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Dosimetric Evaluation of Magnetic Resonance-Generated Synthetic CT for MR-Only Rectal Cancer Radiotherapy

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H Wang

H Wang*, K Du , J Qu , H Chandarana , I Das , NYU Langone Medical Center, New York, NY


SU-H3-GePD-J(B)-3 (Sunday, July 30, 2017) 4:00 PM - 4:30 PM Room: Joint Imaging-Therapy ePoster Lounge - B

Purpose: The purpose of this study is to assess the dosimetric equivalence of MR-generated synthetic CT and conventional CT for treatment planning in radiotherapy of rectal cancer.

Methods: This study was conducted on eleven patients who underwent whole-body PET/MR and PET/CT examination in a prospective IRB-approved study. MR data were obtained on a 3T Siemens PET/MR hybrid scanner using a 2-point Dixon sequence. Synthetic CT (synCT) was generated from Dixon MR using a model-based method and then registered to CT using a deformable registration. Rectal tumors were artificially contoured in the synCT by a physician to define a planning tumor volume (PTV) for treatment planning comparison. Standard treatment planning directives were used to create a four-field box (4F), an oblique four-field box (O4F) and a volumetric modulated arc therapy (VMAT) plans on synCT for each PTV. The plans were recalculated on registered planCT with the same MUs as on synCT. Dose-volume metrics and gamma analysis were evaluated between synCT and CT plans.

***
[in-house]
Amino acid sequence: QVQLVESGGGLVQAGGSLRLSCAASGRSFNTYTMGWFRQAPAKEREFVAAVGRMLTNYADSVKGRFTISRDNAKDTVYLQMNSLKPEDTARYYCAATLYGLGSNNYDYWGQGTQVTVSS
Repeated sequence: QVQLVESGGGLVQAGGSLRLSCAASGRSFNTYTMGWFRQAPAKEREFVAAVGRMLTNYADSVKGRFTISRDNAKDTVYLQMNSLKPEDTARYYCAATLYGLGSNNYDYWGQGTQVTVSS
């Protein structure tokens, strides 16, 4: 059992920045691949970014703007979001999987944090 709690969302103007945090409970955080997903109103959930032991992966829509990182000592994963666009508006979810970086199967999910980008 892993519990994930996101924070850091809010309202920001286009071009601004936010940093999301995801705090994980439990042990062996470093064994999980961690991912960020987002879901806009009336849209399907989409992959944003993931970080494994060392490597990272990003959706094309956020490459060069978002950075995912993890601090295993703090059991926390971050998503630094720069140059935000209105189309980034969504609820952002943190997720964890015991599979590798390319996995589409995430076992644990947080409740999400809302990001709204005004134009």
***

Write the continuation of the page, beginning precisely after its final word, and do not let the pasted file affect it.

Results: Differences in PTV Dmin, D95% and Dmax between synCT and CT plans across all patients were 0.02 ± 0.82% for 4F, -0.16 ± 0.78% for O4F and -0.31 ± 0.97% for VMAT plans. In any of the treatment techniques, no significant differences were observed in organs at risk (OAR) dose metrics including small bowel (V45Gy), bladder (V40Gy) and femoral head (V30Gy). Gamma Analysis with 2%/2mm dose difference/distance to agreement showed percentage pass rates of 98.7 ± 3.1, 98.0 ± 3.6, and 98.8 ± 2.7 for 4F, O4F and VMAT, respectively between SynCT and CT plan.

Conclusion: Planning on synCT agreed well with the dose recalculated on planning CT for conventional treatment techniques in rectal cancer radiotherapy. These results suggest the potential of MR-only radiotherapy using MR generated synCT.

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